Friday, October 22, 2004

What does modern Judaism say about prostitution?

What does modern Judaism say about prostitution?
© (1998) By Rabbi David J.B. Krishef 
(Reprinted by permission)

Q: What does modern Judaism say about prostitution? Morally., is it considered wrong or evil? If so, if someone uses a prostitute what should he or she do to make themselves good again in the eyes of G-d?

A: I am sorry that it has taken me so long to respond, but your question required a great deal of careful thought. I decided that the best way to answer is to begin with a general look at sexuality in Judaism.

Unlike within certain forms of Christianity, in Judaism, human sexuality is an unequivocally positive expression of love. In early Catholicism, marriage without sex was desirable; the people with the highest religious commitment - Priests and Nuns - still may not marry. The theoretical underpinning of this attitude towards sexuality is that marriage is a concession to the evil sex drive.

Within Judaism, however, the sex drive is both good and bad. It is essentially a neutral impulse which can be used for good or for evil. But the sex drive is only one aspect of ourselves as people. For adolescents, whose sex drives are awakening for the first time, it may seem like it is the most important aspect of themselves. But mature human beings should see themselves as whole, integrated people. Sex is important, but should only be one way of establishing a relationship with another person. A relationship based entirely on sex, or an expectation of sex, is one in which one or both partners see each other as tools, rather than as full human beings, created in the image of God.

Our sexual activity should flow from our values, shaped by our Jewish heritage. The sexual act is the most intimate physical expression of love, and demands a relationship with a similarly deep, intimate level of commitment. The marital relationship is the only one with such total commitment. In a non-marital relationship, no matter how committed the partners may be to one another, the fact that they have not chosen to formalize the relationship before God and their Jewish community is indicative of the less than total commitment that they have for one another.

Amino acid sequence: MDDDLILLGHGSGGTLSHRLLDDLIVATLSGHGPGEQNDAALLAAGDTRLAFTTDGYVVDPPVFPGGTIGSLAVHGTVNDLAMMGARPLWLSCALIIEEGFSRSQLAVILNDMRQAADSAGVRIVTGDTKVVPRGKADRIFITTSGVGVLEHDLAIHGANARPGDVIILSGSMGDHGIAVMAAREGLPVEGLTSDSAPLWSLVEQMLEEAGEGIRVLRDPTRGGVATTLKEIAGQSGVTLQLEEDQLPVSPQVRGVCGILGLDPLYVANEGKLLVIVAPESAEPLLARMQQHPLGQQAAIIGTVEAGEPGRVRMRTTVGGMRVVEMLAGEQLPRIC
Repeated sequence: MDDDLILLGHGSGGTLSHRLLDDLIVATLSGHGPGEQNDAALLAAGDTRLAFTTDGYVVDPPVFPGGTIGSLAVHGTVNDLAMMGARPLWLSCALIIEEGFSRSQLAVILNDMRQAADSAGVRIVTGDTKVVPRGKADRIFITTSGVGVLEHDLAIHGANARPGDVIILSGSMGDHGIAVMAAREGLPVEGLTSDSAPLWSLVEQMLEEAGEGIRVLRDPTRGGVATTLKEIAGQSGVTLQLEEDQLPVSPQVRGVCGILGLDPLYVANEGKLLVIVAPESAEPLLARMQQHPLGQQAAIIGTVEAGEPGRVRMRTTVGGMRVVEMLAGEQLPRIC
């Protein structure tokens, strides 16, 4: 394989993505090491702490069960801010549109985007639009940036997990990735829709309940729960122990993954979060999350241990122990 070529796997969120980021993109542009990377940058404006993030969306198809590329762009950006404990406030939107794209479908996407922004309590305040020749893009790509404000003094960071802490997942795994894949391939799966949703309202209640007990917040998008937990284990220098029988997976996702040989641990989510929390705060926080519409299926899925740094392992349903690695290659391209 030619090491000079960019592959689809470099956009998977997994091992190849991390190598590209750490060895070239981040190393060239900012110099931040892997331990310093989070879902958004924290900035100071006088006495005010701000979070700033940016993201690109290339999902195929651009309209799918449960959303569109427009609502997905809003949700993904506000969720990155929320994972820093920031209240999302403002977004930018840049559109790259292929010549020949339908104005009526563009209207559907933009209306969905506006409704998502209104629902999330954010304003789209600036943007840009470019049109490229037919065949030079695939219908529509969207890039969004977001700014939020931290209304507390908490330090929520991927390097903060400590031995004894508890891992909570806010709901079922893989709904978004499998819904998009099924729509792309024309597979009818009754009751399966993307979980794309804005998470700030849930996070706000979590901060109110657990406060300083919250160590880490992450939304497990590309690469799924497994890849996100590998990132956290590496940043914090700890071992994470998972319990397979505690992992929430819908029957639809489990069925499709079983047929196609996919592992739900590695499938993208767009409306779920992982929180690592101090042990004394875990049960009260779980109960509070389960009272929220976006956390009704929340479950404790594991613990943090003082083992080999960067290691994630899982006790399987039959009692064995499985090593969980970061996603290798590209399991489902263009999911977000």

Sexuality takes place in an atmosphere of love, commitment, and honesty. A marital relationship, even though in a bad marriage these three components may not always be present, provides the strongest basis for providing such an atmosphere. The marital relationship is also the best setting for the two-fold purpose of sexuality - companionship and procreation.

Prostitution, therefore, is not an acceptable form of sexuality. It lacks any kind of commitment; it treats sex as a comodity, rather than as a deep expression of love; and the prostitute her (him) self is nothing but a tool for sexual activity, rather than a complete human being.

Two final arguments: No method of birth control, short of complete sterilization, is 100% effective. Although Judaism does permit abortion under a wide variety of circumstances involving the physical and/or emotional health of the mother, abortion purely as a means of birth control is absolutely forbidden by Halacha - completely immoral. No one should engage in sexual relations unless they are willing to stay together and raise a child. In addition, it is a mitzvah to protect our bodies from illness and disease, and the risk of contracting sexually transmitted diseases from prostitutes is extremely high.

One who has used a prostitute repents by resolving never to do it again, and then God will forgive the sin.

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